most likely contain the information requested and present the list to you in that order, usually in
groups of ten.
Most search engines also provide a directory or list of categories or topics such as Arts
&Humanities, Business & Economics, Computers & Internet. In a directory search, also known
as index search. You select a category that fits the information that you want. Another list of
subtopics relates to the topic you selected appears. You select the subtopic that best relates to
your topic and another subtopic list appears. You continue to narrow your search in this manner
until a list of Web sites appears. This list corresponds to the hit list previously discussed.
As a general rule, if you are searching for general information, use the directory search
approach. For example, to find general information about music, use a directory search beginning
with the category Arts &Humanities. If you are searching for specific information, use the key
word approach. For example, if you were looking for a specific MP3 file, use a key word search
entering the album title and/or the artist’s name in the text selection box.
A recent study by the NEC Research Institute found that any one search engine includes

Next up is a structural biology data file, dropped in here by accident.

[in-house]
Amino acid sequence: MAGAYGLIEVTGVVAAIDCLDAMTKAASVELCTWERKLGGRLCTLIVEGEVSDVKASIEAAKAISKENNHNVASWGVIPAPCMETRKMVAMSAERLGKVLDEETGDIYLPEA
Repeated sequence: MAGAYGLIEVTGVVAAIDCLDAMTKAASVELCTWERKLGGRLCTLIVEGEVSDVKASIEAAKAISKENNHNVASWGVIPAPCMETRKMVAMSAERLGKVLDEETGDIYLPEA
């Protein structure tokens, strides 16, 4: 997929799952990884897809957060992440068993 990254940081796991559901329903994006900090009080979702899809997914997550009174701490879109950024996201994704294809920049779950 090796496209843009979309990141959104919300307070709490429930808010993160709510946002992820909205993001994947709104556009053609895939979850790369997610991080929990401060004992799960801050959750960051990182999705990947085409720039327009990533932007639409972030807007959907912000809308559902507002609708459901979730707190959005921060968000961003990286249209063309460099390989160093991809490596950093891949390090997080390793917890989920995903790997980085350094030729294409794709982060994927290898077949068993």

only a fraction of the informational sources on the Web. Therefore, it is highly recommended that
you use more than one search engine when researching important topics. Or, you could use a
special type of search engine called a metasearch engine."
One way to research a topic is to visit the Web site for several individual search engines. At
each site, enter the search instructions, wait for the hits to appear, review the list, and visit
selected sites. This process can be quite time-consuming and duplicate responses from different
search engines are inevitable. Metasearch engines offer an alternative.
Metasearch engines are programs that automatically submit your search request to several
search engines simultaneously. The metasearch engine receives the results, eliminates duplicates,
orders the hits, and then provides the edited list to you. There are several metasearch sites
available on the Web. One of the best known is Metacrawler.
Specialized search engines focus on subject-specific Web sites. Specialized sites can
potentially save you time by narrowing your search. For example, let's say you are researching a
paper about the fashion industry. You could begin with a general search engine like Yahoo! Or,
you could go to a search engine that specialized specifically in fashion.
1, incredible [in'kredəbl]
2, massive ['mæsiv]
Continue reading it-e-23 Search Tools
it-e-24 Understanding the World Wide Web
The World Wide Web is a system of Internet servers that supports hypertext to access
several Internet protocols on single interface. The World Wide Web is often abbreviated as the
Web or WWW.
The World Wide Web was developed in 1989 by Tim Berners-Lee of the European Particle
Physics Lab (CERN) in Switzerland. The initial purpose of the Web was to use networked